CMOs and CDOs – there’s a new breed of consumers in the marketplace and it’s time you learn how to reach this group of elusive, discerning, distracted and proudly narcissistic digital consumers. Reaching and engaging these connected consumers will require being in the right place, at the right time and on their terms.

Knowing where/when/how to create such experiences will require a significant investment in strategy, technology, expertise and business models; that are shaped and informed by data, insights and empathy. As marketing technology advances to meet the demands of mobile, social and real-time interactions, marketers and technologists are scrambling to understand and employ the latest, hottest advancements in customer engagements.

While it’s a core focus area, technology alone isn’t the answer. Digital transformation requires the realignment of, or new investment in technology, business models, and processes to create new value for stakeholders and to more effectively compete in an ever-changing digital economy.

Where do you begin? A solid place to drive change is with the new 4-Ps of business: People, Purpose, Promise and Partnerships.

Generation C: Connected Customers Bound By Active Digital Lifestyles

“We cannot solve our problems with the same thinking we used when we created them.” – Albert Einstein

Connected consumers are more informed, empowered and demanding and have noticeably different behavior, preferences and standards. How they discover brands, how they make decisions, how they influence one another and what they value is also evolving.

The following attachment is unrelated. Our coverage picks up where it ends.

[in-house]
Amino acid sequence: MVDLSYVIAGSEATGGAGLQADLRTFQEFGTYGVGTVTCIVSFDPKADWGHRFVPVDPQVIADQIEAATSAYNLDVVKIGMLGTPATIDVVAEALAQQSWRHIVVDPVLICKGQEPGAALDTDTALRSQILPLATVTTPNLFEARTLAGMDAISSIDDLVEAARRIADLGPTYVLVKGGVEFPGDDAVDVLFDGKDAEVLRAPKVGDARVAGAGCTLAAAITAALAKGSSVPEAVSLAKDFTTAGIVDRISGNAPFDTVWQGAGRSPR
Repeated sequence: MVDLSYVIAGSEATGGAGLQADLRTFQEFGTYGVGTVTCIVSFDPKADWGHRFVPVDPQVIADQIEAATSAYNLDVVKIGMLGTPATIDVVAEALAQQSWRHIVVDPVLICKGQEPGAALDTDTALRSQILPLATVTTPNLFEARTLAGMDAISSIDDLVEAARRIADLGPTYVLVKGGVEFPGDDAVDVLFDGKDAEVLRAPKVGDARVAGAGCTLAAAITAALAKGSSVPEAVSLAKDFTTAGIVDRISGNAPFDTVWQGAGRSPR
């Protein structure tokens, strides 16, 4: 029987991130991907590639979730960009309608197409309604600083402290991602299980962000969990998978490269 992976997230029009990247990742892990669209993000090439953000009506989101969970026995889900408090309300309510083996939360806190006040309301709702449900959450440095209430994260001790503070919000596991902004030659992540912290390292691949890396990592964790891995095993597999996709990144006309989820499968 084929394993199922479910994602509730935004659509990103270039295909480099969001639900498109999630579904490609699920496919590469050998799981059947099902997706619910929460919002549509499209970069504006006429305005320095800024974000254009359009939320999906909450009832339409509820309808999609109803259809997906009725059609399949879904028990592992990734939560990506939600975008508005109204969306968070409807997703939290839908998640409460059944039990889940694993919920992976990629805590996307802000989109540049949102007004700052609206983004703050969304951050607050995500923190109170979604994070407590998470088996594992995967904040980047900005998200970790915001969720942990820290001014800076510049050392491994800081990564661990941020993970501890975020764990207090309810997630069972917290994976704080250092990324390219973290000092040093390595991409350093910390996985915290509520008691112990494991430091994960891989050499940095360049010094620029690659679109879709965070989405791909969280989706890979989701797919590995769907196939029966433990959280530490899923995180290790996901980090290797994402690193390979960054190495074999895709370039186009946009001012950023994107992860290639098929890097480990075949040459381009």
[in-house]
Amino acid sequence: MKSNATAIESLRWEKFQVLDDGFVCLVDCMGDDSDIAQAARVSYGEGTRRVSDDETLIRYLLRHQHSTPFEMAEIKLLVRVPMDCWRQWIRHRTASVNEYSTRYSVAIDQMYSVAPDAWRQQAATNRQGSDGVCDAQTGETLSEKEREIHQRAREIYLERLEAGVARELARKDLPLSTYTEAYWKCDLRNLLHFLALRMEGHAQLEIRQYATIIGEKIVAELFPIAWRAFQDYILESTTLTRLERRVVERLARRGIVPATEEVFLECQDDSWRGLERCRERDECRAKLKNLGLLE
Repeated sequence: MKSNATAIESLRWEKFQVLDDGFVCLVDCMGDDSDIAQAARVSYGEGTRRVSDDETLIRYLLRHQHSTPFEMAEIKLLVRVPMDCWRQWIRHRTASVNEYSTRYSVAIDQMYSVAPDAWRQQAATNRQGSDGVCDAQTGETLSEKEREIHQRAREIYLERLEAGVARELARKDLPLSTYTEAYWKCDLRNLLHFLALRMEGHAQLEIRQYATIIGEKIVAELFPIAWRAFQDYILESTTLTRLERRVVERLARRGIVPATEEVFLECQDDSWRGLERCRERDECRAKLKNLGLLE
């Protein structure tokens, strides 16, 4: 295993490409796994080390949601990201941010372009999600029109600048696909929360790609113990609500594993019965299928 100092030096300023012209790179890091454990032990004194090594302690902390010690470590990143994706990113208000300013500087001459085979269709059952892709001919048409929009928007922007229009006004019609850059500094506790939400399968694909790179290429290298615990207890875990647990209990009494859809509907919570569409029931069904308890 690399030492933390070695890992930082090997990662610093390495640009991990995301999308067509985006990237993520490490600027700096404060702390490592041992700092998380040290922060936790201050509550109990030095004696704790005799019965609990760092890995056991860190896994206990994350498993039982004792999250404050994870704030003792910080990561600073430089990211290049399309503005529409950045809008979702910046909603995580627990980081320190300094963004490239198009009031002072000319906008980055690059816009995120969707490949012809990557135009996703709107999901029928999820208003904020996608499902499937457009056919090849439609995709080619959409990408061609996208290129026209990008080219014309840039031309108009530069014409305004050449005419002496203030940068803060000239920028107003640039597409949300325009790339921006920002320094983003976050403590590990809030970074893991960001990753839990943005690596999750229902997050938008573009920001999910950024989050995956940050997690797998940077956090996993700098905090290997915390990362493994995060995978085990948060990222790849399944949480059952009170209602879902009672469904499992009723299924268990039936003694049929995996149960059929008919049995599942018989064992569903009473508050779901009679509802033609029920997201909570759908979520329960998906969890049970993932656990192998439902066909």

How executives respond to connected consumers sets the stage for “Digital Darwinism,” the evolution of business and markets as society and technology advance. Companies either adapt or they don’t. The extent to which C-Suite marshals adapt will determine their competitiveness, long-term relevance and success. It’s time for executives, whether CMOs, CDOs, CIOs or a combination thereof, to accelerate digital transformation efforts.

As part of my ongoing research in digital transformation, I’ve assembled a series of best practices as informed by those leading transformation in companies such as Discover, GM, Harvard, Metropolitan Museum of Art, Nestlé, Sephora, Starbucks, among many others. The result is a new framework and report, “Eight Success Factors of Digital Transformation: How Businesses are Taking an O.P.P.O.S.I.T.E. Approach to Business as Usual.”

The framework offers insights and a new understanding of technology, data and the digital customer. By learning from these companies and following the OPPOSITE approach, digital transformation becomes identifiable, approachable and attainable for organizations.


There is a disruption event on the horizon for every business. You can see the impact this had on Kodak, Blockbuster, Borders, taxis, the music industry, etc. It’s what executives do about it today, to what extent, how quickly and how these efforts ripple across the organization that will determine your business’ fate. Disruption is a choice. It either happens to you or because of you.

For similar posts on igniting digital transformation, follow Brian Solis’ column in Forbes or see his latest report, “The Six Stages of Digital Transformation.”